I have two PTs. One thinks I should give up rugby altogether. Another thinks I could play again. Unfortunately the sports doctor at my hospital has deemed my case now not serious enough to chew up hospital time, facilities and money anymore so I need to complete the rest of the rehab myself.

I need to get cardiovascularly fit again, to build up my body’s ability to take contact, and my ability to bend and twist as these movements, while getting better, have suffered. I do need to build up my lumbar strength, but have been a bit afraid of doing hyperextensions or anything like that.

That’s about all the detail I can think of at the moment. Sorry about the late reply, but I am at work over here in Nippon.
Regards, deano

I forgot. Other movements which cause me trouble are movements when my leg is completely straight. It seems to irritate the nerve. Standing still for more than a few minutes is a killer.

[quote]Dr. Ryan wrote:
Atreides,

Does your gym have an upper body ergometer??[/quote]Yes, I was thinking the same.

[quote]How far up the leg does the cast go??[/quote]5 inches below the knee.

[quote]How much weight bearing are you able to do?[/quote]None at this time. I was instructed not to even let the foot of the cast rest on the floor.

Atreides,

I would start off with the UBE and when you can put some weight on the leg you may be able to do some stationary cycling, although it would be a little awkward.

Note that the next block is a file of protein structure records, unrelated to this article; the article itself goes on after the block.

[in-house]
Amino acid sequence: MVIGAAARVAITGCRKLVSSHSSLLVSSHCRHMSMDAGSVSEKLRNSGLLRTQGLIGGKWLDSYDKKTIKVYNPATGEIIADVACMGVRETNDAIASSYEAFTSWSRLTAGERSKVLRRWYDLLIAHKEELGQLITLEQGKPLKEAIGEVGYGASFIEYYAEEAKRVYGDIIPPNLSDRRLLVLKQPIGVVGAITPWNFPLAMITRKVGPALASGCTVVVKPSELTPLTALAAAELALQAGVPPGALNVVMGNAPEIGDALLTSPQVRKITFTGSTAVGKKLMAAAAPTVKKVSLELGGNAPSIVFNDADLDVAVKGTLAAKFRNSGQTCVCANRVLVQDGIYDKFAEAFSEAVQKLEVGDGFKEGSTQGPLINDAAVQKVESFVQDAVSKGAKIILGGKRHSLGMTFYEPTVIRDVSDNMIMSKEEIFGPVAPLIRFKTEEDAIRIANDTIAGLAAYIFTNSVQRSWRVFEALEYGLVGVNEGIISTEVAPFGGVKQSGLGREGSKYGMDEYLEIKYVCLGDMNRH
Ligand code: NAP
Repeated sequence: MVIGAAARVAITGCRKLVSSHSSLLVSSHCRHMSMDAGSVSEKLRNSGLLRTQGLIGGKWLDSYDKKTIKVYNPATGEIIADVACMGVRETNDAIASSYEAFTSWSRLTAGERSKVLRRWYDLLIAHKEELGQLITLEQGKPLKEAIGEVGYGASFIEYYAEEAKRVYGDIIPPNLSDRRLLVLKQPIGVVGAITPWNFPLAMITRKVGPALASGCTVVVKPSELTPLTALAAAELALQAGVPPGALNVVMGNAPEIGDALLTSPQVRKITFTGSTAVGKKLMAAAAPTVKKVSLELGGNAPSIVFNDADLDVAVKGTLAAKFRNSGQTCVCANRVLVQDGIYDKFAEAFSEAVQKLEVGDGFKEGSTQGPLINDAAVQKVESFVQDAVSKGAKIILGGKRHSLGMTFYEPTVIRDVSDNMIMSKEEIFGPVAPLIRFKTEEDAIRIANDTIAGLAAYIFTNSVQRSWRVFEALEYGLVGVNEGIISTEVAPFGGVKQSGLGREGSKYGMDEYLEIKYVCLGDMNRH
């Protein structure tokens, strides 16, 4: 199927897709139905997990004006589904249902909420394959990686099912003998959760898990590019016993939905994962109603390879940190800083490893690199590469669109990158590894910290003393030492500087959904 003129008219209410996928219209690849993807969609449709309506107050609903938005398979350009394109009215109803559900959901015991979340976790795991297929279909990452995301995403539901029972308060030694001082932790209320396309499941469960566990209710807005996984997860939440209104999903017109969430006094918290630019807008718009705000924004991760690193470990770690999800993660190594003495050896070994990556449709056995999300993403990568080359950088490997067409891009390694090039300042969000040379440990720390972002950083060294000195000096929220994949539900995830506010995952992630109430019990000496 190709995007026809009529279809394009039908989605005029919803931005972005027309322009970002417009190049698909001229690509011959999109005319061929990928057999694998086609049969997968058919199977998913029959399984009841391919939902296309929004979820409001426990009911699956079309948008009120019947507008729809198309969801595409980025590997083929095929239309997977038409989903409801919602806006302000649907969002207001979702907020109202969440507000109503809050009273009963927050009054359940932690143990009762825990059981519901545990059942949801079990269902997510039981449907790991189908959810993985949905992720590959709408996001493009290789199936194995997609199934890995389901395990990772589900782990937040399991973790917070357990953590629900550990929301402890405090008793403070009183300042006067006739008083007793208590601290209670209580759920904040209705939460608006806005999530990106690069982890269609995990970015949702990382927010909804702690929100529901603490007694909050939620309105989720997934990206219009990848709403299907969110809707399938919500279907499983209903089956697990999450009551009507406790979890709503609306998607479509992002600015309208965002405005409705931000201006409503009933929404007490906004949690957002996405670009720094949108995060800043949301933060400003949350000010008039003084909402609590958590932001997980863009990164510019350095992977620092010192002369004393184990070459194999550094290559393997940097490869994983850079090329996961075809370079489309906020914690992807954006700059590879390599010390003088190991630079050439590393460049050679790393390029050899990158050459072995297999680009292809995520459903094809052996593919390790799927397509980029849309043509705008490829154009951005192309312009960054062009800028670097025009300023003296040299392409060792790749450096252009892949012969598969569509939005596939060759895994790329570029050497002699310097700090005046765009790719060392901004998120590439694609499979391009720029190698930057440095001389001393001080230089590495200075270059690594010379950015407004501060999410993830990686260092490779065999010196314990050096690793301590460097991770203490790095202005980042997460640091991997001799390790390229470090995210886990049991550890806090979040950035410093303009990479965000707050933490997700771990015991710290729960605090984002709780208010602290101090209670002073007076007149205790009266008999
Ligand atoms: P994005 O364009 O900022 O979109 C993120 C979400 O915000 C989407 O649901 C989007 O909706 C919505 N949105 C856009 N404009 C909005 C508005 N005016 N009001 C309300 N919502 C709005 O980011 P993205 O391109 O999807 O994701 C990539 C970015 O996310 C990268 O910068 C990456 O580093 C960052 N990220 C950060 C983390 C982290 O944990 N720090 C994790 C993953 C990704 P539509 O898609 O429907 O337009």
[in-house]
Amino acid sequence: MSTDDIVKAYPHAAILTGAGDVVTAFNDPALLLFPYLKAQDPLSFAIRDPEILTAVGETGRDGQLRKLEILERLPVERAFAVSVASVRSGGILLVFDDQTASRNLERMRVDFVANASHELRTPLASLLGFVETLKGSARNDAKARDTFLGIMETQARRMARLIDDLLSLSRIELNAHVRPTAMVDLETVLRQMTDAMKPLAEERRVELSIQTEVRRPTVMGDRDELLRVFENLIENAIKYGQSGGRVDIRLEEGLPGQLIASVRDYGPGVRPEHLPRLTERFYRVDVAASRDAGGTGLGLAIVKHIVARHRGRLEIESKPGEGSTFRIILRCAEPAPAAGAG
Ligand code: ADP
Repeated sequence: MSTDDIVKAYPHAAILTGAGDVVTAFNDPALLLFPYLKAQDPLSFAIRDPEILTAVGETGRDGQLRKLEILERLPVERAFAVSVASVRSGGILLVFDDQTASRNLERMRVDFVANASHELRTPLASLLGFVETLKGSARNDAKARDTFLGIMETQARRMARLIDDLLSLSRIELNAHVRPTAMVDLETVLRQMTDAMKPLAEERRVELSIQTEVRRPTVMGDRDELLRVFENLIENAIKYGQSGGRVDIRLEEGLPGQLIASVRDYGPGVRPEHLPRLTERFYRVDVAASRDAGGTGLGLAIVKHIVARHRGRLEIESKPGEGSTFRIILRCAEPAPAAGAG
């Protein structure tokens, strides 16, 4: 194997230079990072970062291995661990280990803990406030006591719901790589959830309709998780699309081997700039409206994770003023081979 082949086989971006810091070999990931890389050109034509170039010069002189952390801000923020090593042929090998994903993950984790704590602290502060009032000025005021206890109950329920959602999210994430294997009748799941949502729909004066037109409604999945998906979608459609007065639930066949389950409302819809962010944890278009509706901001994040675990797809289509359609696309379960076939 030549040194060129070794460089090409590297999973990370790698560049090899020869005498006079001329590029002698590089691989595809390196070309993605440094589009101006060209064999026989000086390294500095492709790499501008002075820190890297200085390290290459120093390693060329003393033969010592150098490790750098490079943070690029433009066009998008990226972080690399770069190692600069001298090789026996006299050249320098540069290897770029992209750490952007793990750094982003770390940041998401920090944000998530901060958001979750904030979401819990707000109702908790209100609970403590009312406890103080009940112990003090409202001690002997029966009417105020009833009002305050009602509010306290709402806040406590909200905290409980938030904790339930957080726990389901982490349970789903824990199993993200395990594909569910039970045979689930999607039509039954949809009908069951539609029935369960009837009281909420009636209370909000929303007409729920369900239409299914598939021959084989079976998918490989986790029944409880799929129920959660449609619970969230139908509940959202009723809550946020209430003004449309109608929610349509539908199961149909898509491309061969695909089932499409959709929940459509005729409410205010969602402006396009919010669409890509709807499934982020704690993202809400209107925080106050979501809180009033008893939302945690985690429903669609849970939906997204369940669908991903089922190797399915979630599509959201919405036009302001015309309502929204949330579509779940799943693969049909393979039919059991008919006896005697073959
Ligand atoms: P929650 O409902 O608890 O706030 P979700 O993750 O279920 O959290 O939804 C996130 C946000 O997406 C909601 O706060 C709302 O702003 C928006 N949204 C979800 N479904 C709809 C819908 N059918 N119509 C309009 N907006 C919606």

I think I saw you mention in another thread that you have been doing some upper body exercises at the gym. You could try to do a circuit type program to keep the cardio up. I would imagine that getting from one machine to another with crutches would keep the heart rate elevated.

Also, you could do leg ext/curls/calves with the good leg and get some neurologically mediated carryover to the injured side. If there is no pain with it, you could do some isometric quad/ham contractions with the injured leg.

Keep me posted on your recovery.

Take care,

Ryan

deanosumo,

Ok,sounds like you have been doing some positive RH.

To give you a better idea of how to work back into a more intense exercise program, I’m going to have to know how your symptoms respond to movements.

So, I want you to bend forward, backward, sideways and rotate and let me know what movements hurt and if any of them increase your foot symptoms. Then bend forward 10 times in a controlled motion and assess whether your symptoms increase, decrease or stay the same with the reps. Then lean backwards 10 times and do the same thing. Also, without using any weight, squat down like you would if you were doing squats or deadlifts, do 5-10 reps and assess your response.

Depending on your response, we will get an idea of how to go about reintegrating you into a good workout routine.